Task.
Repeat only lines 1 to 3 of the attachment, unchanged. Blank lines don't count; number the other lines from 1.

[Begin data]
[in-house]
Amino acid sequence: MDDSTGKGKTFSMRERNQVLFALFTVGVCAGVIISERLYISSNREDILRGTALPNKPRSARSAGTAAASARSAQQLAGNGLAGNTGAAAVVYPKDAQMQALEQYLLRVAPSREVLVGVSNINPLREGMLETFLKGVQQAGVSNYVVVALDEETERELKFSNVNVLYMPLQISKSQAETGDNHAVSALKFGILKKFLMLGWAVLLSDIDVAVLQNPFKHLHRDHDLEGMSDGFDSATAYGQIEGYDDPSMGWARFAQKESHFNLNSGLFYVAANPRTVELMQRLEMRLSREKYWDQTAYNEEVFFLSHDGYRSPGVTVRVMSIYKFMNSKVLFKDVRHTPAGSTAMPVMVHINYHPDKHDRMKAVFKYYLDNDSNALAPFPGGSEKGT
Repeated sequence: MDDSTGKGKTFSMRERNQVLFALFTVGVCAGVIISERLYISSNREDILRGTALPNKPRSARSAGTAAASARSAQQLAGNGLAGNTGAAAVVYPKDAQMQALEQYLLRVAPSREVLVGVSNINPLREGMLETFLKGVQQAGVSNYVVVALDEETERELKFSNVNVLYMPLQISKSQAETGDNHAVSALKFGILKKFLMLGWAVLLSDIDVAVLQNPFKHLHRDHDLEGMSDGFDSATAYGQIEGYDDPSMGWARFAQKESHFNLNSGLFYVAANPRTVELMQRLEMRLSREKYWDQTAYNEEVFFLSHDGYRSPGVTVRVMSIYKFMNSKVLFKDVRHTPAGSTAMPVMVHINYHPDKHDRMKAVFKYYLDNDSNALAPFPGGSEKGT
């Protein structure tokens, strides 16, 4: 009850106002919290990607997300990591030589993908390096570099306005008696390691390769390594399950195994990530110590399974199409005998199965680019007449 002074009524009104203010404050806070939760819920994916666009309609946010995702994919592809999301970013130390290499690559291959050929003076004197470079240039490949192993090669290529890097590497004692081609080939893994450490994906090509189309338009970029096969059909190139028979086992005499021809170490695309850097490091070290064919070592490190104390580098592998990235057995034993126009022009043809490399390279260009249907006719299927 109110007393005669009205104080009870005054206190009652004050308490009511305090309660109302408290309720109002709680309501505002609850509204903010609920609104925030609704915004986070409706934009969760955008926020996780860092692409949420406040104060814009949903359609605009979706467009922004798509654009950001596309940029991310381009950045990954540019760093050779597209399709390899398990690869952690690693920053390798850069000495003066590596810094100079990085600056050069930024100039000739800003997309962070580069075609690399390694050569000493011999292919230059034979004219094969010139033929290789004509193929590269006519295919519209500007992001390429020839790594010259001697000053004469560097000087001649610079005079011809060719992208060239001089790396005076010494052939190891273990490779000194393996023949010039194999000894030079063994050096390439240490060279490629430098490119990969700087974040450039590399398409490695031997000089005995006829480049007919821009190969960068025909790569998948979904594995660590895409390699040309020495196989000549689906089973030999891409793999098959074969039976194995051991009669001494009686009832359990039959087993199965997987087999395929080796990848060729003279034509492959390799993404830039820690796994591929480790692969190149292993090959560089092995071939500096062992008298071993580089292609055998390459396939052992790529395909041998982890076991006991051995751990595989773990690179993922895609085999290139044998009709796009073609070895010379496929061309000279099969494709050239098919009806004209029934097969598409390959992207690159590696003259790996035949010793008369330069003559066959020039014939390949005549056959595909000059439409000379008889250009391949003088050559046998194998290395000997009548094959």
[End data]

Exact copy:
[in-house]
Amino acid sequence: MDDSTGKGKTFSMRERNQVLFALFTVGVCAGVIISERLYISSNREDILRGTALPNKPRSARSAGTAAASARSAQQLAGNGLAGNTGAAAVVYPKDAQMQALEQYLLRVAPSREVLVGVSNINPLREGMLETFLKGVQQAGVSNYVVVALDEETERELKFSNVNVLYMPLQISKSQAETGDNHAVSALKFGILKKFLMLGWAVLLSDIDVAVLQNPFKHLHRDHDLEGMSDGFDSATAYGQIEGYDDPSMGWARFAQKESHFNLNSGLFYVAANPRTVELMQRLEMRLSREKYWDQTAYNEEVFFLSHDGYRSPGVTVRVMSIYKFMNSKVLFKDVRHTPAGSTAMPVMVHINYHPDKHDRMKAVFKYYLDNDSNALAPFPGGSEKGT
Repeated sequence: MDDSTGKGKTFSMRERNQVLFALFTVGVCAGVIISERLYISSNREDILRGTALPNKPRSARSAGTAAASARSAQQLAGNGLAGNTGAAAVVYPKDAQMQALEQYLLRVAPSREVLVGVSNINPLREGMLETFLKGVQQAGVSNYVVVALDEETERELKFSNVNVLYMPLQISKSQAETGDNHAVSALKFGILKKFLMLGWAVLLSDIDVAVLQNPFKHLHRDHDLEGMSDGFDSATAYGQIEGYDDPSMGWARFAQKESHFNLNSGLFYVAANPRTVELMQRLEMRLSREKYWDQTAYNEEVFFLSHDGYRSPGVTVRVMSIYKFMNSKVLFKDVRHTPAGSTAMPVMVHINYHPDKHDRMKAVFKYYLDNDSNALAPFPGGSEKGT